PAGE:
Catholics and others, reading accounts in the mainstream media of the Pope's most recent document on the family (released April 8), might easily conclude that the statement is a major disappointment, a setback for those wanting changes in the church's handling of divorce and remarriage, among other issues.
In fact, the document is radically important since it calls on those of us who are Catholics to act like adults. It indicates that the individual is more important than rules. Francis does not believe he has all the answers or that the church should dictate rules for moral behavior or tell people what to do. Rather, the emphasis is on pastors giving guidance on a case by case basis so that individuals can make their own private decisions.
Although I have only read excerpts of the 260-page treatise, I have read the comments of John Thavis, a veteran Vatican observer, as well as Michael Sean Winters, Thomas Reese, and James Martin (among others) in America, Commonweal, and the National Catholic Reporter.
The key take-aways (for me) from what Pope Francis says, in summarizing two years of deliberations by the world's bishops, are inclusiveness, conscience, discernment, and collegiality.
One term at a time: collegiality is crucial because the Pope states clearly that many issues are to be settled at the local level, by the individual and his or her pastor--not by Rome. The bishops and other clergy are being reminded of their role as guides.
Discernment: people are capable of their own moral choices in complex situations, as Chicago Archbishop Cupich said yesterday. Discernment re-states a key idea from the Second Vatican Council: that the individual conscience is the final arbiter of the moral life.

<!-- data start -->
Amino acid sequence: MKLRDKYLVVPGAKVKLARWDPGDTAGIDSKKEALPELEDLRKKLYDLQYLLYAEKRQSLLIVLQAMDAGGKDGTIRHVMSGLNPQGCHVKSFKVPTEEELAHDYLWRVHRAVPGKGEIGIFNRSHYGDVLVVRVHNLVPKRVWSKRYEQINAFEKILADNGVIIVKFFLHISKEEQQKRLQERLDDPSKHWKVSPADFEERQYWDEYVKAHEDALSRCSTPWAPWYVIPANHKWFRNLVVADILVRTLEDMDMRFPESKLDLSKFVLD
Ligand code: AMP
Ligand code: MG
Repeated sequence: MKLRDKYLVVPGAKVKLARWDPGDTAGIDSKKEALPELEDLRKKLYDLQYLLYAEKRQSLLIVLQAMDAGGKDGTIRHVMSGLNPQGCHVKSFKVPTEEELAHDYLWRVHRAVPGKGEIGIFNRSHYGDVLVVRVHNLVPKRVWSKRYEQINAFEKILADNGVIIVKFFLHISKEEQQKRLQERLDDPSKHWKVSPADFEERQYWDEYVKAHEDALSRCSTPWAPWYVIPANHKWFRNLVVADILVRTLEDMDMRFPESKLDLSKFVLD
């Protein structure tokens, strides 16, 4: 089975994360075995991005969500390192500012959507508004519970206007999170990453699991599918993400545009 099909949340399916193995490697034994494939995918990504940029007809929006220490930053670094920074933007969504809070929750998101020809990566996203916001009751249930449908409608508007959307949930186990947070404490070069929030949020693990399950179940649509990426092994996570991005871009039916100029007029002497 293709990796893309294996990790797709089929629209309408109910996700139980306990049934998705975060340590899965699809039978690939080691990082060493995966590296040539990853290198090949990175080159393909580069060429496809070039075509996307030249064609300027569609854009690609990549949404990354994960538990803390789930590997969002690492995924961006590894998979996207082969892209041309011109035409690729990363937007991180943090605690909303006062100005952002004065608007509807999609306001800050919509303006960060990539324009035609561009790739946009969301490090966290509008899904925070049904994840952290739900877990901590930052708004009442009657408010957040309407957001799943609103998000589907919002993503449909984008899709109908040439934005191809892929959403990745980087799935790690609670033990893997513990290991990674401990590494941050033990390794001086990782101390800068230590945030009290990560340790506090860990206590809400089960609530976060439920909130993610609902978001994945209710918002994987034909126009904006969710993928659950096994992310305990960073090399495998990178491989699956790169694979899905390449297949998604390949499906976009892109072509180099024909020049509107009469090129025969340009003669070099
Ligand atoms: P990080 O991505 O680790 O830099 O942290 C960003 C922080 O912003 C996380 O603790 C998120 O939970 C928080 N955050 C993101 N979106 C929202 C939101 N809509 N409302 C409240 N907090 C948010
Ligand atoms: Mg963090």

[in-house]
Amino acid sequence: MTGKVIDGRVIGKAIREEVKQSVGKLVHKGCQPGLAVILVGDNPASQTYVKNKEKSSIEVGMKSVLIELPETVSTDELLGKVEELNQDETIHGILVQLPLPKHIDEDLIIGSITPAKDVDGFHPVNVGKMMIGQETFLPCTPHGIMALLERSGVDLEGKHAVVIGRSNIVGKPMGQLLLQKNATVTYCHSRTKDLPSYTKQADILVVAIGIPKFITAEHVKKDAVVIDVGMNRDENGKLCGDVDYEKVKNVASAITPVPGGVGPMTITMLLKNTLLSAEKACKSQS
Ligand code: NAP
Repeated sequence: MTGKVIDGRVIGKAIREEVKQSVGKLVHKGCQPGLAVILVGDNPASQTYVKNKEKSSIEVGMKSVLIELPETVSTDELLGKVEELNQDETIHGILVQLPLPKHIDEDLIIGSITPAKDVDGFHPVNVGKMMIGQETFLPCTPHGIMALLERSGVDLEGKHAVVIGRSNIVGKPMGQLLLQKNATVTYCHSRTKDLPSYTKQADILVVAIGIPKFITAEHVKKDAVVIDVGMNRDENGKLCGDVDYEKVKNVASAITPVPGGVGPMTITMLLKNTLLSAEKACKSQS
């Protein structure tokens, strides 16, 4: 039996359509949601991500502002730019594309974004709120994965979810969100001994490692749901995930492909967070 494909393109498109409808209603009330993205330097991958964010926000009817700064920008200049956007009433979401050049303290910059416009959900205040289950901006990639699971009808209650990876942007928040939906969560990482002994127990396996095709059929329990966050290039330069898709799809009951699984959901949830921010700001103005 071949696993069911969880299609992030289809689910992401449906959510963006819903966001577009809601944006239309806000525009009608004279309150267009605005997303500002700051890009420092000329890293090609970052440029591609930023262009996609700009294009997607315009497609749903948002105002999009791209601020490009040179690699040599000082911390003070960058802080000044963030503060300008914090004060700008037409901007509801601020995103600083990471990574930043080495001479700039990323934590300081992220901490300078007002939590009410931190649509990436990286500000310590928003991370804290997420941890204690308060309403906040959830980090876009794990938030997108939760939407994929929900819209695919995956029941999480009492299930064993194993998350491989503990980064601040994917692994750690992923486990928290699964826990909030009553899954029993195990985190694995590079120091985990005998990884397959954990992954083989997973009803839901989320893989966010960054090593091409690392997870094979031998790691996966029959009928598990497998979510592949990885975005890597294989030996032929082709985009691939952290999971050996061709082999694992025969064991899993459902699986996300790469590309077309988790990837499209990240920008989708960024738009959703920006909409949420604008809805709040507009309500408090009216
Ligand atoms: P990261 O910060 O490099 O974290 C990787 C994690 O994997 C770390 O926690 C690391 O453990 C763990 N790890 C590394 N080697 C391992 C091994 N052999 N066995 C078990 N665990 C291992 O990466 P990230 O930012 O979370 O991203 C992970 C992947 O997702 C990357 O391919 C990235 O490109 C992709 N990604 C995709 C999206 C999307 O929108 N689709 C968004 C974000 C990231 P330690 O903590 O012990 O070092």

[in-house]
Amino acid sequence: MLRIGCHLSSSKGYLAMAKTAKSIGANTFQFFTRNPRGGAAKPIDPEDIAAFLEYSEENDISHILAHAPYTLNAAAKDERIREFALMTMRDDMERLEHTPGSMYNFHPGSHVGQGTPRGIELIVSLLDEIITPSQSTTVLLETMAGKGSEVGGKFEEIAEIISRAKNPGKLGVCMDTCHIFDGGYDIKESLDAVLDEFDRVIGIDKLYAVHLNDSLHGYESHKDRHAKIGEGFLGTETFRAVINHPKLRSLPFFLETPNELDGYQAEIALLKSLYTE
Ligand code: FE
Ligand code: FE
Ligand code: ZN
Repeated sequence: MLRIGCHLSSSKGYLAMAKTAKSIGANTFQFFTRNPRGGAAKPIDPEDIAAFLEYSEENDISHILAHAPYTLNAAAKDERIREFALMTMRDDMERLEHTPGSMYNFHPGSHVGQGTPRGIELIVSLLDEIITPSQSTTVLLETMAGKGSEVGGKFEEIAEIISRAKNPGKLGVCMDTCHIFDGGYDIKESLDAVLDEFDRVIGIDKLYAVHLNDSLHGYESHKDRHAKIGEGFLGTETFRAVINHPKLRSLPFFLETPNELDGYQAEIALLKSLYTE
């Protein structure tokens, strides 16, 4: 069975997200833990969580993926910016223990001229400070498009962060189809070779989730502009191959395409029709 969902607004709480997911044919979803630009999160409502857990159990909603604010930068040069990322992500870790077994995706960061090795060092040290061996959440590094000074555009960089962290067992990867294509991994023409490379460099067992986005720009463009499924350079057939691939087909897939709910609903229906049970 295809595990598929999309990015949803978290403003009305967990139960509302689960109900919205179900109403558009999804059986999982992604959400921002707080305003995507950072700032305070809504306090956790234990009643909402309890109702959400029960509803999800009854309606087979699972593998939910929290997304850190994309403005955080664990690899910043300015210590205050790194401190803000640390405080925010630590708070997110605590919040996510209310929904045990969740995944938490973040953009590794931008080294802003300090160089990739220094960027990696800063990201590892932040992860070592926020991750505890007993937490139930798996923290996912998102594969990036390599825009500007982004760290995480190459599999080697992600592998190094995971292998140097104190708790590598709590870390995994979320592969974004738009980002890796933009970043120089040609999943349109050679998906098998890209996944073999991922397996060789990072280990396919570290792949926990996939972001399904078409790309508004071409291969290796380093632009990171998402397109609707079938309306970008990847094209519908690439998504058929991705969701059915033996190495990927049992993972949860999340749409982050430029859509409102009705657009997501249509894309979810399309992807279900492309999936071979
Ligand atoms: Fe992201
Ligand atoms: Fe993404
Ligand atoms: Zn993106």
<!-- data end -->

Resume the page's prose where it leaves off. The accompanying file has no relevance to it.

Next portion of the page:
As Pope Francis states, the church has been "called to form consciences, not to replace them." Each pastor is called upon to accompany people so they develop spiritual maturity. As Winters states in NCR, "Francis is calling the church to a deeper conversion than a mere change in rules." He is reaching out to the unchurched, disaffected, seemingly excommunicated members to reassure them they are welcome.
He wants Catholic lay people to have an adult discussion of doctrines, which many of us have thought were beyond discussion, such as can a divorced and re-married person receive Communion? The answer (as Fr. Martin sums it up): the final decision about "the degree of participation" in the church is left to a person's conscience.
The Pope deftly avoids mentioning receiving Communion specifically just as his overall document deftly avoids coming down on the side of the liberal or the conservative wing of the church. He is, after all, a Jesuit.
This strikes Ross Douthat of the New York Times (today's Op-Ed) as disturbingly ambiguous: he prefers clear, authoritative regulations since he worries about a "deeply divided" church and a Pope who is "licensing innovation" and relativism. There is no mention in Douthat's column of the primacy of conscience or of the welcoming, inclusive attitude of "Amoris Laetitia," as the document is called (the Joy of Love).
So while conservatives like Douthat worry about a church becoming soft, the rest of us rejoice that, in preparing this major document, Pope Francis has thoughtfully listened to all sides on the moral issues involved and has done something more radical than change the rules: he has challenged us to think in Gospel terms, in terms of mercy, not judgment.
If all this sounds complicated, Francis sees complication as "wonderful" since, as he writes, "no easy recipes exist." Amen.